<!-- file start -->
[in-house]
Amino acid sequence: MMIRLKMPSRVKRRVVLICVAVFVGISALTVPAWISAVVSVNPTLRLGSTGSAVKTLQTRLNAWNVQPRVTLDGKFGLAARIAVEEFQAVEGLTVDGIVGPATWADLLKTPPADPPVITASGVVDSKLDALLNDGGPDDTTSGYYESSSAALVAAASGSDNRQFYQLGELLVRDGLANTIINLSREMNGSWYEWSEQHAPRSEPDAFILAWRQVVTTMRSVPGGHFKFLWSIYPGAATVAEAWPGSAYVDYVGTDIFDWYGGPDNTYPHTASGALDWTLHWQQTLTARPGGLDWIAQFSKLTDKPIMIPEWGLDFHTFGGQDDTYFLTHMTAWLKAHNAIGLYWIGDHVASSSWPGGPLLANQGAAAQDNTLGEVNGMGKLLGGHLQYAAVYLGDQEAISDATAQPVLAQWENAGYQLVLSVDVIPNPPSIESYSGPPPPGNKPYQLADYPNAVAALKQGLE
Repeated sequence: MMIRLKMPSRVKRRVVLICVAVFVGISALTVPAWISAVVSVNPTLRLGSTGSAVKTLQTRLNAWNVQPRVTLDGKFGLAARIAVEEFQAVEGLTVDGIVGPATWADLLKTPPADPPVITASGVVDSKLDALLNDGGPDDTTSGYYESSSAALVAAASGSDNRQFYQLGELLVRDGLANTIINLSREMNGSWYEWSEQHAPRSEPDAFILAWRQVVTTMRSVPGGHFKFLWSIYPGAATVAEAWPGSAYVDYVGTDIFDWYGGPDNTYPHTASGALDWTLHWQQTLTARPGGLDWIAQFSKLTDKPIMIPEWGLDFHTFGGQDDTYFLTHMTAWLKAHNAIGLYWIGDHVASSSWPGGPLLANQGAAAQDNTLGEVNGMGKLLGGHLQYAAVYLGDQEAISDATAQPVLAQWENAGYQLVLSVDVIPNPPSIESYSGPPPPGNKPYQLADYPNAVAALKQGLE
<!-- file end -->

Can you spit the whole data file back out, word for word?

[in-house]
Amino acid sequence: MMIRLKMPSRVKRRVVLICVAVFVGISALTVPAWISAVVSVNPTLRLGSTGSAVKTLQTRLNAWNVQPRVTLDGKFGLAARIAVEEFQAVEGLTVDGIVGPATWADLLKTPPADPPVITASGVVDSKLDALLNDGGPDDTTSGYYESSSAALVAAASGSDNRQFYQLGELLVRDGLANTIINLSREMNGSWYEWSEQHAPRSEPDAFILAWRQVVTTMRSVPGGHFKFLWSIYPGAATVAEAWPGSAYVDYVGTDIFDWYGGPDNTYPHTASGALDWTLHWQQTLTARPGGLDWIAQFSKLTDKPIMIPEWGLDFHTFGGQDDTYFLTHMTAWLKAHNAIGLYWIGDHVASSSWPGGPLLANQGAAAQDNTLGEVNGMGKLLGGHLQYAAVYLGDQEAISDATAQPVLAQWENAGYQLVLSVDVIPNPPSIESYSGPPPPGNKPYQLADYPNAVAALKQGLE
Repeated sequence: MMIRLKMPSRVKRRVVLICVAVFVGISALTVPAWISAVVSVNPTLRLGSTGSAVKTLQTRLNAWNVQPRVTLDGKFGLAARIAVEEFQAVEGLTVDGIVGPATWADLLKTPPADPPVITASGVVDSKLDALLNDGGPDDTTSGYYESSSAALVAAASGSDNRQFYQLGELLVRDGLANTIINLSREMNGSWYEWSEQHAPRSEPDAFILAWRQVVTTMRSVPGGHFKFLWSIYPGAATVAEAWPGSAYVDYVGTDIFDWYGGPDNTYPHTASGALDWTLHWQQTLTARPGGLDWIAQFSKLTDKPIMIPEWGLDFHTFGGQDDTYFLTHMTAWLKAHNAIGLYWIGDHVASSSWPGGPLLANQGAAAQDNTLGEVNGMGKLLGGHLQYAAVYLGDQEAISDATAQPVLAQWENAGYQLVLSVDVIPNPPSIESYSGPPPPGNKPYQLADYPNAVAALKQGLE